I know I can’t be there. So, do I ask her to change her restaurant? Is our friendship like that? Are we that close? (For perspective, my closest friend is a white person who introduced himself to me as a pro-Palestine advocate on the very day we met. He’s been a unicorn in my life. He’s also my gauge.)

I ultimately decide to put the ball in her court. For lack of a better term (because I do genuinely like this woman), I test her, decide to let her tell me how much of a friend she intends to be. Like I said, we’re in an allyship-and-activism-are-cool period in history, so I text her, “Hey listen, I have to say something. I’m sorry but I just saw this. I noticed that Reunion is an Israeli restaurant. For me, Israeli food is a gross appropriation of my peoples’ and the surrounding peoples’ food, and as a personal rule, I cannot in good conscience support that business. I think I’ll have to skip. I love you and I’m conflicted about this, but in truth I wouldn’t be great company. I would just be angry the whole time and a major buzzkill. I’ll make it up to you later in the week.”

Her response: “OMG I’m so sorry, I didn’t even think. Of course, I respect that. I’m moved that you’re standing up for your culture. We’re going to a bar after, can I text you once we clear our plates?”

In case it’s not obvious, she did not pass the test.

To this day I never told her, and if she is reading this, I hope she knows that I get it, but that it hurt. However, the onus is on me as well. Until now, I’ve never felt like I had permission to openly exercise my own politics against Israel, let alone insist others do. I was sad to see her not pass the test at that time, not yet cross into the threshold of deeper friendship, but in hindsight I can argue my fear is just as culpable.

From the Facebook page of Jewish Voice for Peace-Kansas City “I am Palestinian, and I ask you to stand with me.”

So, in my Instagram rant, I make up for it. I say to my white friends, my Black friends, my AAPI friends, and to anyone who will listen: don’t eat at Israeli restaurants. Take the extra five minutes in your Googling and Yelping to check who owns the place, and then take a stand. Discover all the amazing Arab-owned businesses in your area instead. Buy your falafel from Ahmed, not Elan.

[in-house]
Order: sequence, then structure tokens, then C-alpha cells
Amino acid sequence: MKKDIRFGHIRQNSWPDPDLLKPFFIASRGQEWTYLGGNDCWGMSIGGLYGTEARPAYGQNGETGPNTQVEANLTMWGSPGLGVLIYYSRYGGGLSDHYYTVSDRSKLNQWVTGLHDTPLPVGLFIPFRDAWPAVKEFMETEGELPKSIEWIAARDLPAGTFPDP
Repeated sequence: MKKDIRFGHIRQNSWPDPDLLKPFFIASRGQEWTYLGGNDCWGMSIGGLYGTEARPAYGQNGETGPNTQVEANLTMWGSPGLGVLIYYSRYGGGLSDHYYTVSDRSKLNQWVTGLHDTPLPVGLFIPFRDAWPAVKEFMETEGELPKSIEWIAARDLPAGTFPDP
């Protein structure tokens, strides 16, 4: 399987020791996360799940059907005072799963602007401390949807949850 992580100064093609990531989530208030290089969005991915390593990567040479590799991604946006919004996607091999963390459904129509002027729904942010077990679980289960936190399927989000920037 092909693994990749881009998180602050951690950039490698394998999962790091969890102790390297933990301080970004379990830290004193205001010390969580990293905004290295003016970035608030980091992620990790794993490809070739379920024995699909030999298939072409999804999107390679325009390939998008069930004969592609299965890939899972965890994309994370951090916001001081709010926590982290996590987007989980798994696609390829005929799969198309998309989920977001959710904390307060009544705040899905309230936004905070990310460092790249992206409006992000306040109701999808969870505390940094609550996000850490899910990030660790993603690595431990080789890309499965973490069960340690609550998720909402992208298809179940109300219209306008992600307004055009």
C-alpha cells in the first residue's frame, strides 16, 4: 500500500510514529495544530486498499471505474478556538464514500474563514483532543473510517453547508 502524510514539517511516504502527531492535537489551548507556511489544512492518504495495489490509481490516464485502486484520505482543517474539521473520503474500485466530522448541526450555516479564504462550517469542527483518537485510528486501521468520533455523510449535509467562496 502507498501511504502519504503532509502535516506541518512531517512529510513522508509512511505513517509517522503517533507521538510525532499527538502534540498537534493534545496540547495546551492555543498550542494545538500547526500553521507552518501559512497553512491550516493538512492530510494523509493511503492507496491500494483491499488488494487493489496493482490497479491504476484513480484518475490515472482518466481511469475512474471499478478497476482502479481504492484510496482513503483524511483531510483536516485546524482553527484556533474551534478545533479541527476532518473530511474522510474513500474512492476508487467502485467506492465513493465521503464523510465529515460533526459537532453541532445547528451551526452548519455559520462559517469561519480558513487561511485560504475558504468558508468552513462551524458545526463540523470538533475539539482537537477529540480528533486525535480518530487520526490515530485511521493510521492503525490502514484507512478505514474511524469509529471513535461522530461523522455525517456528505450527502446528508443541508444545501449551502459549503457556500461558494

I tell my friends I’m tired and I’m sad. I tell them I’m fed up hiding in plain sight. I tell them I’m over being a Walking Political Statement.

And something happens.

My friends start sharing.

News, memes, videos, commentary. A cornucopia of Palestinian support.

And I’m bawling.

And I’m ripped wide open.

And I am unleashed.

Each day I see something new to share, and I’m still a little shell-shocked about the things I’m willing to say now. And how widely I’m willing to share them. I’ve gone from sharing the occasional sanitized clip to a daily onslaught. I’ve gone from, “Sorry I don’t buy Sabra and SodaStream” to “You need to boycott Sabra and SodaStream and this is why.” From “I don’t like that politician because he’s pro-Israel” to “Don’t vote for that politician, he’s anti-human-rights.” From tiptoeing around the “fault on both sides” argument and the concept of violent resistance to vehemently advocating for the right of an oppressed people to defend themselves. I even saw a picture roam through my socials that shocked the pants off me. It said, “Blaming Hamas for firing rockets is like blaming a woman for punching her rapist.” Opinions of Hamas aside, this felt seismic. It is evidence that a diametric shift in the narrative is happening, and it’s giving me, dare I say… hope?

Suddenly I’m giving daily lessons on checkpoints, land theft, settlements, child arrests, lack of access to clean water, the history of Zionism, pinkwashing, Boycott Divestment and Sanctions (BDS), the relationship between the Israeli Defense Forces (IDF) and the US police force, the fact that Palestinians are actually Semites, and, of course, cultural appropriation.

Am I now fearless? God no, I’m still utterly petrified. My company currently prides themselves on condemning hate, but I’m terrified to remind them that many of us—particularly those impacted by international ties to India, Colombia, Afghanistan, and Palestine—feel forgotten in their rally cry. Although it’s losing power rapidly and that’s wildly exciting, the power of the Zionist lobby is still immense.

The only difference is, I’m starting to feel like maybe more people will have my back, like Marc Lamont Hill did all those years ago.

So here I am now. Quite anxious, with general difficulty asking for help, trying to crush those eggshells underfoot, so I can stand strong and say, “I am Palestinian, and I ask you to stand with me.”


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Editor’s Note: This story is part of a series of writing about Palestine and Palestinians, written by Palestinian American writers, published in the wake of the Israeli government ordering the expulsion of Palestinian families in Sheikh Jarrah, which led to Israeli raids on Al-Aqsa Mosque compound and aerial bombardment of Gaza in May 2021.

You may also be interested in these related stories:

The Nakba is Present: The looming threat of yet another mass expulsion of Palestinians is ever present

Rites of Return: What does it mean for a Palestinian living in the United States to resist?

1948: An 11-year-old boy was forced to grow up fast when occupying Israeli soldiers seized his tiny Palestinian village.

Broken Ghazal, Before Balfour: Two Poems by George Abraham